A high school in Australia made history in November by allowing final year students to take their English literature exam digitally for the first time. It’s a sign of just how entrenched digital processes and actions have become in our everyday life.
Since working electronically became the norm, reports, documents and correspondence are rarely handwritten. So why are you still filling out checklists using pen and paper?
A well-designed checklist application can be a vital tool in compliance and quality control. It gives employees more scope in reporting, which can boost the overall level of service and standards. It also cuts time spent filling out paperwork and negotiating the resulting paper trail, with multiple benefits in terms of cost and process efficiencies.
Digital forms increase the quantity, consistency and quality of feedback
A study released earlier this year by the University of Aberdeen compared a two year period of feedback given to final-year medical students across paper-scoring sheets and iPads. It found that a greater number of comments were likely to be given by iPad over paper (42 per cent to 20 per cent). It also found that the quantity and quality of feedback for low-performing students was greater with iPad feedback.
Researchers suggest this could be down to the simple fact of having more space to type electronically and that typing is quicker and affords more time for feedback. It supports a previous study from 2016, which found similar results iPad assessments scored 10 per cent more comments, with a 22 per cent increase in comments for lower-performing students.
This indicates digital assessments translate to more comprehensive data collection which in turn enables better management of underperforming or problem areas.
Digital checklists produce a higher quality of response
Digital checklists allow instant uploads of data points that would otherwise be impossible if using paper checklists, including photo and video media, and automatic data inputs including geolocations and weather conditions.
Automated pre-fill data discourages people from the tick-box mentality that can lead to inaccurate or wasted inspections. And it becomes easier to pinpoint outstanding inspections. Incidents are simpler to report: less time on paperwork means more time on other responsibilities.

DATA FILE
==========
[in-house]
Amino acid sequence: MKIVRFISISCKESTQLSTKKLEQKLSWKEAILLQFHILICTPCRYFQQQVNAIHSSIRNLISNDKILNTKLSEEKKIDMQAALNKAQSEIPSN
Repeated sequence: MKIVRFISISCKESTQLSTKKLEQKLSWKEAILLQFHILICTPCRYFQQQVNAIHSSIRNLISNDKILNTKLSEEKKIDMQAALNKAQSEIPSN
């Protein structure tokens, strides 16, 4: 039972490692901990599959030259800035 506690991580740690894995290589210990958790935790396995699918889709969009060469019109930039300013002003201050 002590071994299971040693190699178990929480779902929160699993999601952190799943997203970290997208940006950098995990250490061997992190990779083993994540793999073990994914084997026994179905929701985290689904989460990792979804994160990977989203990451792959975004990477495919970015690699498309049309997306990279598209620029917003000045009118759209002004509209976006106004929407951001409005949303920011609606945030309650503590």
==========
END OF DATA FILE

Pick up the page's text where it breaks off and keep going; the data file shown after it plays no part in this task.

Reports can be sent to managers quickly, to give a clear insight into bigger picture performance of the company, including strengths and weaknesses and any need for corrective action. It’s an instant, real-time boost for visibility and management control. Real time uploads and instant report creation helps guarantee the right information is collected and ensures a fast and efficient path for analysing risk assessments and identifying problem areas.
Digital checklists result in cost-savings across a number of areas, beyond the often astronomical cost of buying paper. With paper systems, information needs to be manually processed or entered into company databases. Trends or patterns need to be identified separately, usually on an inspection by inspection basis, meaning people hours are spent unproductively either through menial tasks or by assessing information that could be dealt with in real time using digital analysis tools.
Storage and time spent locating old hard copy documentation also impacts cost efficiencies and increases the risk that paperwork might be lost, an issue if companies are required to produce records of systems and processes, and inspections, for legal or other reasons.
A digital format for checklists effortlessly streamlines the whole process from collation to analysis—and to action.
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